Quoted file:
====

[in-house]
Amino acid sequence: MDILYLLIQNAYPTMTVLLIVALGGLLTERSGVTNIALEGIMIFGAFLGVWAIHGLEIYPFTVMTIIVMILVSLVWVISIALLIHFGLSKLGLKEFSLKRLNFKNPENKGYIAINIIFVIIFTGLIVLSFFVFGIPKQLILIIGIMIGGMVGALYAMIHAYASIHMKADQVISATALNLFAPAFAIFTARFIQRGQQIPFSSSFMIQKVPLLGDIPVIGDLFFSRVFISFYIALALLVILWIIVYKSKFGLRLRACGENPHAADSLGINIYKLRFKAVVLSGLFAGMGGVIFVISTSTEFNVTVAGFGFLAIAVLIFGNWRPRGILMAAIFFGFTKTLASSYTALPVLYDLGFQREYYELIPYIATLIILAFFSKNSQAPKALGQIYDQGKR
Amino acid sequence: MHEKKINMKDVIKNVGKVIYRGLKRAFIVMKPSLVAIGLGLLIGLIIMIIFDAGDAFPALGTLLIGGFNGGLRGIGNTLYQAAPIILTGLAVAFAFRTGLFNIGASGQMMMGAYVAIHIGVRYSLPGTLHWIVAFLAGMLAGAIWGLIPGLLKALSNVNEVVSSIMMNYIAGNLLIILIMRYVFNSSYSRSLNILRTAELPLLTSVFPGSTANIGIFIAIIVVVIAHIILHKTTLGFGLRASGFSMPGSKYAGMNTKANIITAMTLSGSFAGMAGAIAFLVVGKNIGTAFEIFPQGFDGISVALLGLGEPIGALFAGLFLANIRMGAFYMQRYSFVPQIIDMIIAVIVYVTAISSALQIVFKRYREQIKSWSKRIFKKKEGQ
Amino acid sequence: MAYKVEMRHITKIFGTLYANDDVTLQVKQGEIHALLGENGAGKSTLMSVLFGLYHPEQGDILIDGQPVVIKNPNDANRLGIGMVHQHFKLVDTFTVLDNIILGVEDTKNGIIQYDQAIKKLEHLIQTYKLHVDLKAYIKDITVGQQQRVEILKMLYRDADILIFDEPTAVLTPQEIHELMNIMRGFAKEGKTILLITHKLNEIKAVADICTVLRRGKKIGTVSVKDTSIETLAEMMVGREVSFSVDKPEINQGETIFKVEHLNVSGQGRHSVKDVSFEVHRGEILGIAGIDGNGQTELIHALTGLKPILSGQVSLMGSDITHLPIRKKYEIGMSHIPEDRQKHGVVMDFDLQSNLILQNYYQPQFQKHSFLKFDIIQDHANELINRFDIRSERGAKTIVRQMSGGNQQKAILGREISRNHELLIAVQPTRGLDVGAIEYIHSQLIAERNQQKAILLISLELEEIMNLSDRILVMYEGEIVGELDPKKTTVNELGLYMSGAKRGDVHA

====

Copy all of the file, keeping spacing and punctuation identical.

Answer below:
[in-house]
Amino acid sequence: MDILYLLIQNAYPTMTVLLIVALGGLLTERSGVTNIALEGIMIFGAFLGVWAIHGLEIYPFTVMTIIVMILVSLVWVISIALLIHFGLSKLGLKEFSLKRLNFKNPENKGYIAINIIFVIIFTGLIVLSFFVFGIPKQLILIIGIMIGGMVGALYAMIHAYASIHMKADQVISATALNLFAPAFAIFTARFIQRGQQIPFSSSFMIQKVPLLGDIPVIGDLFFSRVFISFYIALALLVILWIIVYKSKFGLRLRACGENPHAADSLGINIYKLRFKAVVLSGLFAGMGGVIFVISTSTEFNVTVAGFGFLAIAVLIFGNWRPRGILMAAIFFGFTKTLASSYTALPVLYDLGFQREYYELIPYIATLIILAFFSKNSQAPKALGQIYDQGKR
Amino acid sequence: MHEKKINMKDVIKNVGKVIYRGLKRAFIVMKPSLVAIGLGLLIGLIIMIIFDAGDAFPALGTLLIGGFNGGLRGIGNTLYQAAPIILTGLAVAFAFRTGLFNIGASGQMMMGAYVAIHIGVRYSLPGTLHWIVAFLAGMLAGAIWGLIPGLLKALSNVNEVVSSIMMNYIAGNLLIILIMRYVFNSSYSRSLNILRTAELPLLTSVFPGSTANIGIFIAIIVVVIAHIILHKTTLGFGLRASGFSMPGSKYAGMNTKANIITAMTLSGSFAGMAGAIAFLVVGKNIGTAFEIFPQGFDGISVALLGLGEPIGALFAGLFLANIRMGAFYMQRYSFVPQIIDMIIAVIVYVTAISSALQIVFKRYREQIKSWSKRIFKKKEGQ
Amino acid sequence: MAYKVEMRHITKIFGTLYANDDVTLQVKQGEIHALLGENGAGKSTLMSVLFGLYHPEQGDILIDGQPVVIKNPNDANRLGIGMVHQHFKLVDTFTVLDNIILGVEDTKNGIIQYDQAIKKLEHLIQTYKLHVDLKAYIKDITVGQQQRVEILKMLYRDADILIFDEPTAVLTPQEIHELMNIMRGFAKEGKTILLITHKLNEIKAVADICTVLRRGKKIGTVSVKDTSIETLAEMMVGREVSFSVDKPEINQGETIFKVEHLNVSGQGRHSVKDVSFEVHRGEILGIAGIDGNGQTELIHALTGLKPILSGQVSLMGSDITHLPIRKKYEIGMSHIPEDRQKHGVVMDFDLQSNLILQNYYQPQFQKHSFLKFDIIQDHANELINRFDIRSERGAKTIVRQMSGGNQQKAILGREISRNHELLIAVQPTRGLDVGAIEYIHSQLIAERNQQKAILLISLELEEIMNLSDRILVMYEGEIVGELDPKKTTVNELGLYMSGAKRGDVHA